“I don’t want audiences to feel a specific thing..I just want audiences to feel.” Paul Simon

The gift the performer brings to his or her audience is sometimes difficult to recognize in a culture which often judges success by the size of ones house or the amount of money one makes. As an artist, it’s easy to fall into thinking that performing doesn’t really make much of a difference. After all it’s not like being a doctor, a teacher, or a carpenter who bring a more tangible service to the world.

The performer’s basic function is to connect emotionally to another. Doing this seemingly simple act requires the artist to be open to and connected with his own emotions and thoughts. This ‘opening’ is sometimes difficult for many reasons. The values of a culture or the way one is raised can interfere with expression of one’s passion. For example being ‘stoic, strong, tough, independent’ are often contradictory to the vulnerability required to really connect with someone.

The power of genuinely sharing ones self affects others in all kinds of ways. Of course this can be confusing to the performer if he believes somehow his audience should feel what he feels or think what he thinks. Often the response of the listener is quite different than one would predict. For example, an artist lovingly performing a song that he wrote about the woman he’s committed to may evoke anger in one and grief in another. The service the performer provides to his listeners is to affect them, not to control the nature of the listener’s response. People want to feel. They need to feel. It’s enlivening, healing, and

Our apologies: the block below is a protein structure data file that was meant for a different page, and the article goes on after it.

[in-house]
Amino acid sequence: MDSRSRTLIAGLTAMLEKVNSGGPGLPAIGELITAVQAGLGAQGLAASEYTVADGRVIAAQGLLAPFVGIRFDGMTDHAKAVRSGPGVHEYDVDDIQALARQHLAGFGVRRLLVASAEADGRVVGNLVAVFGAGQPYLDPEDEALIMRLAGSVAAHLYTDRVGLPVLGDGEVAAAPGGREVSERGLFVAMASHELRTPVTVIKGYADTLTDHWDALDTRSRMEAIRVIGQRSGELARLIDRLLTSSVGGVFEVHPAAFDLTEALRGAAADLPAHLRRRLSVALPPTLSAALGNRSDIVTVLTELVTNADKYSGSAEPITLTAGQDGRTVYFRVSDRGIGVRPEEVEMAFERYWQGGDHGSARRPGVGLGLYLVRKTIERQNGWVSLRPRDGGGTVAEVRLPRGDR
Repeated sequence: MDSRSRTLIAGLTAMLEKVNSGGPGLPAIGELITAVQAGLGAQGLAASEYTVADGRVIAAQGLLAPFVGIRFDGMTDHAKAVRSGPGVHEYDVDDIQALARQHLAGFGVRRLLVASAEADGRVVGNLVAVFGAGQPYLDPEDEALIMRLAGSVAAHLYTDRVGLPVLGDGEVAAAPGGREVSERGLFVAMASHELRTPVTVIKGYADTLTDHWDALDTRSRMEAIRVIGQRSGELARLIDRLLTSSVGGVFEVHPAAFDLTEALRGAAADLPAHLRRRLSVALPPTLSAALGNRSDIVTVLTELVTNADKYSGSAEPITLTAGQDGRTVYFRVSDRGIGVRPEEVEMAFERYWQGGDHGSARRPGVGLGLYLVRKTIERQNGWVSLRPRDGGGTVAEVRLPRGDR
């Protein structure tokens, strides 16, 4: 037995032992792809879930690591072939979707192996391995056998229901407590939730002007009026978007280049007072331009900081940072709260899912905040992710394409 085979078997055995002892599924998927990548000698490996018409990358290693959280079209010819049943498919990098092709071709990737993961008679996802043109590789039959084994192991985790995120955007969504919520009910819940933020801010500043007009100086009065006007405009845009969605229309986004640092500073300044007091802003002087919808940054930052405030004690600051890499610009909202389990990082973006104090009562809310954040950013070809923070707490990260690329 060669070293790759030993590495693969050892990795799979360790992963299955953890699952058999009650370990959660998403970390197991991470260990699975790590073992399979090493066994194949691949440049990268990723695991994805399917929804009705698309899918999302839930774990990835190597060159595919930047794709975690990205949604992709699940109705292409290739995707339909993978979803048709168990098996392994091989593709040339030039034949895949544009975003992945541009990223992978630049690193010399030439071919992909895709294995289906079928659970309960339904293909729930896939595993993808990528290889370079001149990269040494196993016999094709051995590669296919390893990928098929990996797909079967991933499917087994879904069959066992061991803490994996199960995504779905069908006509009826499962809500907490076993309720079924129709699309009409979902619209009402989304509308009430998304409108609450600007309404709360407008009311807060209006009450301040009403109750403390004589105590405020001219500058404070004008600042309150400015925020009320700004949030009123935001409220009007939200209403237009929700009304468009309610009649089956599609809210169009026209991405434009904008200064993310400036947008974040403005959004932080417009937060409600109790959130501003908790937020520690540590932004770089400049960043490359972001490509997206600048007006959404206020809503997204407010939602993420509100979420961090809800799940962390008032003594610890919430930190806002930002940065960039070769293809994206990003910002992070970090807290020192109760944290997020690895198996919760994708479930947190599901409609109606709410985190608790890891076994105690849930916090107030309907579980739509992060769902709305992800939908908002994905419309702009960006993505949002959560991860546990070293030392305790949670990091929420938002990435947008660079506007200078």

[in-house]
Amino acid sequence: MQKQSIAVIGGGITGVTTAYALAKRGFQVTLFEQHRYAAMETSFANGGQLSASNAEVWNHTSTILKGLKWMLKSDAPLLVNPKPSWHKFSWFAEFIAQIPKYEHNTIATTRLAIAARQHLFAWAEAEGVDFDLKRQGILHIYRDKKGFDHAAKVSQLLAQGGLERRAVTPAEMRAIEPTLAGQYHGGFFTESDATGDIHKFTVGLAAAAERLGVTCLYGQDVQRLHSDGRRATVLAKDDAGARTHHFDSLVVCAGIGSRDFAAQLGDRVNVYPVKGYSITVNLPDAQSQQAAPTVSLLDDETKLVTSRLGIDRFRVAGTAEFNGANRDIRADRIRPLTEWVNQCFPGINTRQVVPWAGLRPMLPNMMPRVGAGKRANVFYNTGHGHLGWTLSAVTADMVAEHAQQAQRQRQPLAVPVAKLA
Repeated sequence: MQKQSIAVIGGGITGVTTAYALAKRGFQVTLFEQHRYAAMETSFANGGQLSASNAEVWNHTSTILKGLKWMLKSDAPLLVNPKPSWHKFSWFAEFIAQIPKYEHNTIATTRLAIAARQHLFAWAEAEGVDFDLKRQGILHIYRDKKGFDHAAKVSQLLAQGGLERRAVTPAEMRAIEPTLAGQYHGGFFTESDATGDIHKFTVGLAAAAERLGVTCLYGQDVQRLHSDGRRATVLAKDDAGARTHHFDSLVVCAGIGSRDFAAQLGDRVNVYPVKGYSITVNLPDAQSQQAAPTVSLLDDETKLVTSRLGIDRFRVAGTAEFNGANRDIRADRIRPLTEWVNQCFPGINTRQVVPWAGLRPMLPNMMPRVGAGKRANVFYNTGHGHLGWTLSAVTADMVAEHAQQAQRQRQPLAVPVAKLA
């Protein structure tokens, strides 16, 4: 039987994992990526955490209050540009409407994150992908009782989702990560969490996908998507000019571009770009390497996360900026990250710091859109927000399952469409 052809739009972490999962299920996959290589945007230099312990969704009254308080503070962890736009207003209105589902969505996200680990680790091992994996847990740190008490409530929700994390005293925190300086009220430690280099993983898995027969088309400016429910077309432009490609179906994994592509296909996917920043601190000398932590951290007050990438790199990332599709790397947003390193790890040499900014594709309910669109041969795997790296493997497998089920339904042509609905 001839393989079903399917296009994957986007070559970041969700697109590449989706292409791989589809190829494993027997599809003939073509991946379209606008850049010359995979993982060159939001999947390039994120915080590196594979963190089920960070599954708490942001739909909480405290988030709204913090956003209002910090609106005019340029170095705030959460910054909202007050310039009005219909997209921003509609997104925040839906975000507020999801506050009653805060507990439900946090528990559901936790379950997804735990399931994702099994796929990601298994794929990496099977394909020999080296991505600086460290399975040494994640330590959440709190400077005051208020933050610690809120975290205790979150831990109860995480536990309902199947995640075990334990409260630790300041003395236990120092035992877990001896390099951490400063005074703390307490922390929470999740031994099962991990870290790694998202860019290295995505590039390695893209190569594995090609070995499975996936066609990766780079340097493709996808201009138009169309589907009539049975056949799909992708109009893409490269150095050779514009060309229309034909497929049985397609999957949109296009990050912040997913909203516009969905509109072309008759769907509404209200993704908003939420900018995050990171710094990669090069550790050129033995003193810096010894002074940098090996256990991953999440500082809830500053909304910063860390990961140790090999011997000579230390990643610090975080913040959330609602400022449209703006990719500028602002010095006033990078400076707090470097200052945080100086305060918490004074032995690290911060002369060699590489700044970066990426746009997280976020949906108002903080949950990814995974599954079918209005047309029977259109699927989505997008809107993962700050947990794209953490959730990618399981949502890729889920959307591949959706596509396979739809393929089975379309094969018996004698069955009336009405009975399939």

joyous. They come to a concert to be ‘turned on’. They come usually ready and willing to be ‘affected’.

The performer’s homework is to grow in his own awareness of the emotions and thoughts which live inside him. The master performer allows these thoughts and emotions, without judgement or censorship, and gives them a “voice” or expression. Life, really. This is the contribution the performer makes - a shared state of unconditionality or freedom to let things be exactly as they are in the moment.. It is these instances that inspire both audience and performer to celebrate and honor the emotions and thoughts that make us human.

Author's Bio: 

Toni Land

Performance Coach and Creator of StageWork Courses
Professional performer, award-winning songwriter and recording artist with television, radio, and stage experience. For over 20 years, Toni Land has been a performance consultant to corporations, community theater groups and public schools, as well as a credentialed Speech & Language Specialist for children and adults with communication disorders.

www.stagework.com

www.toniland.com